The rapid growth of the e-cigarette industry has not escaped the attention of policymakers looking to capitalize on a promising source of government revenue — but advocates of higher taxes on e-cigarettes have lost sight of the bigger picture.
This year, Illinois and Vermont became two of the latest states to adopt higher e-cigarette taxes, joining 10 other states that have enacted similar tax hikes since 2010. Cities are getting in on the action as well, with Chicago and the District of Columbia levying their own taxes on vaping products.
In Vermont, where e-cigarettes were previously cheaper than combustible cigarettes, they will now cost about the same. The legislation’s sponsor, Vermont Representative George Till, explained, “We are trying to keep the tax across all nasty things the same.”
But while tax parity between e-cigarettes and combustible tobacco products might seem sensible, proposals to jack up prices on e-cigarettes threaten to undermine policymakers’ broader goals of improving public health.
The primary objective of high taxes on tobacco products is to reduce consumer demand and curb the significant costs, including nearly $170 billion in direct medical care and more than $156 billion in lost productivity, associated with smoking. Cigarette taxes — like other “sin taxes” — aim to change behavior and mitigate the spill-over effects of harmful habits.
But the reasons for imposing burdensome taxes on tobacco products largely don’t apply to e-cigarettes. In contrast to combustible cigarettes, e-cigarettes and other vaping products use a battery-powered vaporizer to deliver nicotine through a propylene-glycol solution. Users inhale the vapor, which does not contain most of the 7,000 carcinogens and other toxins released from combustible tobacco products, like cigarettes.
As a result, e-cigarettes are 95 percent less harmful than conventional cigarettes and twice as effective as other nicotine replacement therapies at getting smokers to kick the habit. While e-cigarettes are by no means risk-free, a growing number of health organizations, including the Royal College of Physicians, National Academies of Science, Engineering, and Medicine, and American Cancer Society, have acknowledged that e-cigarettes are far safer than traditional cigarettes and can play a role in tobacco harm reduction.
High taxes on e-cigarettes will discourage current cigarette smokers from switching to these safer alternatives. Economists estimate that a 10 percent increase in price reduces sales of disposable e-cigarettes by approximately 12 percent, and by about 19 percent for reusable e-cigarettes.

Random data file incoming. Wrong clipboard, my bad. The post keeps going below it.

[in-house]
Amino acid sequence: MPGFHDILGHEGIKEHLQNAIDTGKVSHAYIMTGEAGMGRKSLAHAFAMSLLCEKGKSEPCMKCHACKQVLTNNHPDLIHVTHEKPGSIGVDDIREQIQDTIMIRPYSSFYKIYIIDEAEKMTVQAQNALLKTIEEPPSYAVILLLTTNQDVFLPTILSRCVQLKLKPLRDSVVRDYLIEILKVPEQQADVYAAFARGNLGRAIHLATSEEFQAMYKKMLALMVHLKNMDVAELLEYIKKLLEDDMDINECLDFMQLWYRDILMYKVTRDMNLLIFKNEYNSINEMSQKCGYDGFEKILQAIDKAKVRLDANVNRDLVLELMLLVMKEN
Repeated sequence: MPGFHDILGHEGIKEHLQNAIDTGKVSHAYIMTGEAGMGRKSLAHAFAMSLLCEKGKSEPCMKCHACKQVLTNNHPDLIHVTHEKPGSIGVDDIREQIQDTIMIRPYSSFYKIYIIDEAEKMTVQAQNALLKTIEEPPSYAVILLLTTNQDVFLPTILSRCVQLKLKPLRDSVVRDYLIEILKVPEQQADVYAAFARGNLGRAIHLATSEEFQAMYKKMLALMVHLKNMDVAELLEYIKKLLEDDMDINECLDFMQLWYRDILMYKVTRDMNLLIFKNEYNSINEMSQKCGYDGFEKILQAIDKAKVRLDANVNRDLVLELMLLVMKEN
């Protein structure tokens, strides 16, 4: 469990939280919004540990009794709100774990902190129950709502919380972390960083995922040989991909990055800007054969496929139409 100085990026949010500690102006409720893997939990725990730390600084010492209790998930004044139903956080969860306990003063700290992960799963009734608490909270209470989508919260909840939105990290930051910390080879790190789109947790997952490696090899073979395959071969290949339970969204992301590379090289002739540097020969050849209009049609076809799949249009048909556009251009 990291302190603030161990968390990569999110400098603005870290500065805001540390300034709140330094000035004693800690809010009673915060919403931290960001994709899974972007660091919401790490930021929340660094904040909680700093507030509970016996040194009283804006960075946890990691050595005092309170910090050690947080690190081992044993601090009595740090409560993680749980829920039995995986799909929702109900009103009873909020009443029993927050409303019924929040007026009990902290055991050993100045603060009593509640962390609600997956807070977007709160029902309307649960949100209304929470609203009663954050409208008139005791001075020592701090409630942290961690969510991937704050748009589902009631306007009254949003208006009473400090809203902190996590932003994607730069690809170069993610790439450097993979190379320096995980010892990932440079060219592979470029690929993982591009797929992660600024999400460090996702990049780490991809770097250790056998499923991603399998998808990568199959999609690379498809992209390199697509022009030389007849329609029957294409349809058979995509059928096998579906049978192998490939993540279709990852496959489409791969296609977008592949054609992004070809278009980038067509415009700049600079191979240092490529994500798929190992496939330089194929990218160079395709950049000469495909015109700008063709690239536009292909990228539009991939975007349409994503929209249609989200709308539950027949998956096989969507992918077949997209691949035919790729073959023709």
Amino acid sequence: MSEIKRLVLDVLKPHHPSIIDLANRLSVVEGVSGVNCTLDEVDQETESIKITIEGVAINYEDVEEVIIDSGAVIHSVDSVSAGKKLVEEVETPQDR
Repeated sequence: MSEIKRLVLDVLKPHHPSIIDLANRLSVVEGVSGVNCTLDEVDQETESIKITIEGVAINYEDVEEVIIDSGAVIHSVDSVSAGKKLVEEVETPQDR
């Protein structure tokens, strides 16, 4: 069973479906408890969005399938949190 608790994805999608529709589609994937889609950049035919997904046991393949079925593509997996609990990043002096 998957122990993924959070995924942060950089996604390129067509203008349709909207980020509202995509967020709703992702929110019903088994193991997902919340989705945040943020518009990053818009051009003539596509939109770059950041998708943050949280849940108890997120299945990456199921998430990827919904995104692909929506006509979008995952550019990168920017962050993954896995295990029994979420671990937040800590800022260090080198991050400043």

Some critics of e-cigarettes worry that vaping serves as a gateway to combustible products, increasing rates of smoking initiation. They argue that high taxes on e-cigarettes are necessary to dissuade non-smokers from experimenting with nicotine. Real-world data, however, suggests that this risk is vastly outweighed by the benefits smokers gain from having access to healthier substitutes for cigarettes.
Even as the popularity of e-cigarettes has surged over the last five years, smoking rates dropped to record lows, suggesting that more smokers are switching to vaping than non-smokers being drawn into smoking. A recent study found that, even under pessimistic assumptions, e-cigarettes will deliver significant public health benefits over the next half-century, extending the longevity of the U.S. population by 580,000 years.
Health considerations aside, as smoking rates continue to crater and tobacco tax revenues decline, the growing e-cigarette market is still a tempting target for policymakers seeking to fill government coffers. Yet, ironically, the net revenue gain from increasing e-cigarette taxes may be much smaller than politicians hope. That’s because states will have to pay the medical bills of many smokers who otherwise might have opted to use e-cigarettes.
One estimate found that if all Medicaid recipients who smoked had switched to e-cigarettes in 2012, state Medicaid programs would have saved a whopping $48 billion — more than 10 percent of total Medicaid spending that year. Another more realistic analysis concluded that Medicaid would save $2.8 billion over 25 years from just 1 percent of smokers permanently switching to e-cigarettes.
Since you began reading this article, chances are several Americans have died of a smoking-related illness — and 480,000 more will have died by the end of the year. As policymakers seek to end this scourge, they should be encouraging smokers to switch to e-cigarettes, not penalizing users with onerous taxes. The misguided tax proposals spreading across the country will lead to worse health outcomes and greater public health costs.